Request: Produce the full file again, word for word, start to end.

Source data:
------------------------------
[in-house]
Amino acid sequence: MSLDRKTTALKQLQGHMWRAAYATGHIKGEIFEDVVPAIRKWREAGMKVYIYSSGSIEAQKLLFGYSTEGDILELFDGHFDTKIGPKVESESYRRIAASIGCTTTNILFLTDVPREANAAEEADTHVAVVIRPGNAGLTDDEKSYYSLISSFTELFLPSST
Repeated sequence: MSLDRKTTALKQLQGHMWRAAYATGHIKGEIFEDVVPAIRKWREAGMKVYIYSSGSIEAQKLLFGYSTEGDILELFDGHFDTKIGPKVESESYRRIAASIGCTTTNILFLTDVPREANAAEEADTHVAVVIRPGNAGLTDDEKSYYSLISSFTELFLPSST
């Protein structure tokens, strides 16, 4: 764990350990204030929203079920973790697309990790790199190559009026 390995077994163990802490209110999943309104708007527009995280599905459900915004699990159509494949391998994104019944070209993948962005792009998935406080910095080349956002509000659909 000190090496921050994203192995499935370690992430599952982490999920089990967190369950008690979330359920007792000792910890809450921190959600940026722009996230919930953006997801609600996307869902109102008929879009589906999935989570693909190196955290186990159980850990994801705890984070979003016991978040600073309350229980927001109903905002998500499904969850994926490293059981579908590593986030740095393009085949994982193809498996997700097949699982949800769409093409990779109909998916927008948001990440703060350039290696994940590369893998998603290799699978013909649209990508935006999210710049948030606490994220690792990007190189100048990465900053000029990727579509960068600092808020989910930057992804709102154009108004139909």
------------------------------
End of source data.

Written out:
[in-house]
Amino acid sequence: MSLDRKTTALKQLQGHMWRAAYATGHIKGEIFEDVVPAIRKWREAGMKVYIYSSGSIEAQKLLFGYSTEGDILELFDGHFDTKIGPKVESESYRRIAASIGCTTTNILFLTDVPREANAAEEADTHVAVVIRPGNAGLTDDEKSYYSLISSFTELFLPSST
Repeated sequence: MSLDRKTTALKQLQGHMWRAAYATGHIKGEIFEDVVPAIRKWREAGMKVYIYSSGSIEAQKLLFGYSTEGDILELFDGHFDTKIGPKVESESYRRIAASIGCTTTNILFLTDVPREANAAEEADTHVAVVIRPGNAGLTDDEKSYYSLISSFTELFLPSST
């Protein structure tokens, strides 16, 4: 764990350990204030929203079920973790697309990790790199190559009026 390995077994163990802490209110999943309104708007527009995280599905459900915004699990159509494949391998994104019944070209993948962005792009998935406080910095080349956002509000659909 000190090496921050994203192995499935370690992430599952982490999920089990967190369950008690979330359920007792000792910890809450921190959600940026722009996230919930953006997801609600996307869902109102008929879009589906999935989570693909190196955290186990159980850990994801705890984070979003016991978040600073309350229980927001109903905002998500499904969850994926490293059981579908590593986030740095393009085949994982193809498996997700097949699982949800769409093409990779109909998916927008948001990440703060350039290696994940590369893998998603290799699978013909649209990508935006999210710049948030606490994220690792990007190189100048990465900053000029990727579509960068600092808020989910930057992804709102154009108004139909």